of inspection. Unlike the other regulations challenged in this action, in which seizure of goods, heavy fines, adverse publicity for distributing "adulterated" goods, and possible criminal liability might penalize failure to comply, see Gardner v. Toilet Goods Assn., post, p. 387 U. S. 167, a refusal to admit an inspector here would, at most, lead only to a suspension of certification services to the particular party, a determination that can then be promptly challenged through an administrative procedure, [Footnote 2] which in turn is reviewable by a court. [Footnote 3] Such review will provide an adequate forum for testing the regulation in a concrete situation.
It is true that the administrative hearing will deal with the "factual basis" of the suspension, from which petitioners infer that the Commissioner will not entertain and consider a challenge to his statutory authority to promulgate
the regulation. [Footnote 4] Whether or not this assumption is correct, given the fact that only minimal, if any, adverse consequences will face petitioners if they challenge the regulation in this manner, we think it wiser to require them to exhaust this administrative process through which the factual basis of the inspection order will certainly be aired and where more light may be thrown on the Commissioner's statutory and practical justifications for the regulation. Compare Federal Security Adm'r v. Quaker Oats Co., 318 U. S. 218. [Footnote 5] Judicial review will then be available, and a court at that juncture will be in a better position to deal with the question of statutory authority. Administrative Procedure Act § 10(e)(B)(3), 5 U.S.C. § 706(2)(C).
For these reasons the judgment of the Court of Appeals is
MR. JUSTICE DOUGLAS dissents for the reasons stated by Judge Tyler of the District Court, 235 F.Supp. 648, 651-652.
MR. JUSTICE BRENNAN took no part in the consideration or decision of this case.
[For concurring opinion of MR. JUSTICE FORTAS, see post, p. 387 U. S. 174.]
The Color Additive Amendments provide for listings of color additives by the Secretary "if and to the extent that such additives are suitable and safe. . . ." § 706(b)(1), 21 U.S.C. § 376(b)(1). The Secretary is further authorized to provide "for the certification with safe diluents or without diluents, of batches of color additives. . . ." § 706(c), 21 U.S.C. § 376(c). A color additive is "deemed unsafe" unless it is either from a certified batch or exempted from the certification requirement, § 706(a), 21 U.S.C. § 376(a). A cosmetic containing such an "unsafe" additive is deemed to be adulterated, § 601(e), 21 U.S.C. § 361(e), and is prohibited from interstate commerce. § 301(a), 21 U.S.C. § 331(a).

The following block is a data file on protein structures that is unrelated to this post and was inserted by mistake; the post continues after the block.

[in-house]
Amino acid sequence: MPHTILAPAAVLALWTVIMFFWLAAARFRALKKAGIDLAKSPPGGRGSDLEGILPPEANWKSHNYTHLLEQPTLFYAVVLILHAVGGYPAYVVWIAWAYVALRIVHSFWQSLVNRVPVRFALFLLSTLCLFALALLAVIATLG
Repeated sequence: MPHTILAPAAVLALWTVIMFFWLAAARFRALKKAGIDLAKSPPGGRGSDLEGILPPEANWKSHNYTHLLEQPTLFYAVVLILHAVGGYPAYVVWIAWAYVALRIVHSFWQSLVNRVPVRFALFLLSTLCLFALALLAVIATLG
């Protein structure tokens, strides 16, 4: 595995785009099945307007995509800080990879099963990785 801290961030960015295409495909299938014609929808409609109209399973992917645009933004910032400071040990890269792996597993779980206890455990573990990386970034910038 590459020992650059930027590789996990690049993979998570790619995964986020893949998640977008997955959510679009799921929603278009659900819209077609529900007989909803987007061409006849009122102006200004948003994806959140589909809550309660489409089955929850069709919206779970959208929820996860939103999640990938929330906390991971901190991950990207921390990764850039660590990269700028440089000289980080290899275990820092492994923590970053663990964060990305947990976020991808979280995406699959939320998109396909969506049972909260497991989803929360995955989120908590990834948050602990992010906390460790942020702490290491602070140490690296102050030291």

See 21 CFR §§ 8.28(b), 130.1130.26. We recognize that a denial of certification might, under certain circumstances, cause inconvenience and possibly hardship, depending upon such factors as how large a supply of certified additives the particular manufacturer may have, how rapidly the administrative hearing and judicial review are conducted, and what temporary remedial or protective provisions, such as compliance with a reservation pending litigation, might be available to a manufacturer testing the regulation. In the context of the present case, we need only say that such inconvenience is speculative, and we have been provided with no information that would support an assumption that much weight should be attached to this possibility.
The statute and regulations are not explicit as to whether review would lie, as Judge Friendly suggested, 360 F.2d at 687, to a court of appeals under §§ 701(f) and 706(d) of the Act, or to a district court as an appeal from the Commissioner's "final order," 21 CFR § 130.26, under § 10 of the Administrative Procedure Act. See 21 CFR § 130.31; compare § 505, 21 U.S.C. § 355. For purposes of this case it is only necessary to ascertain that judicial review would be available to challenge any specific order of the Commissioner denying certification services to a particular drug manufacturer, and we therefore need not decide the statutory question of which forum would be appropriate for such review.
Petitioners also cite the Commissioner's refusal, in the context of a public hearing on certain drug regulations, to entertain objections to his statutory authority to promulgate them on the ground that "This is a question of law, and cannot be resolved by the taking of evidence at a public hearing." 31 Fed.Reg. 7174.
See 3 Davis, Administrative Law Treatise § 20.03, at 69 (1958).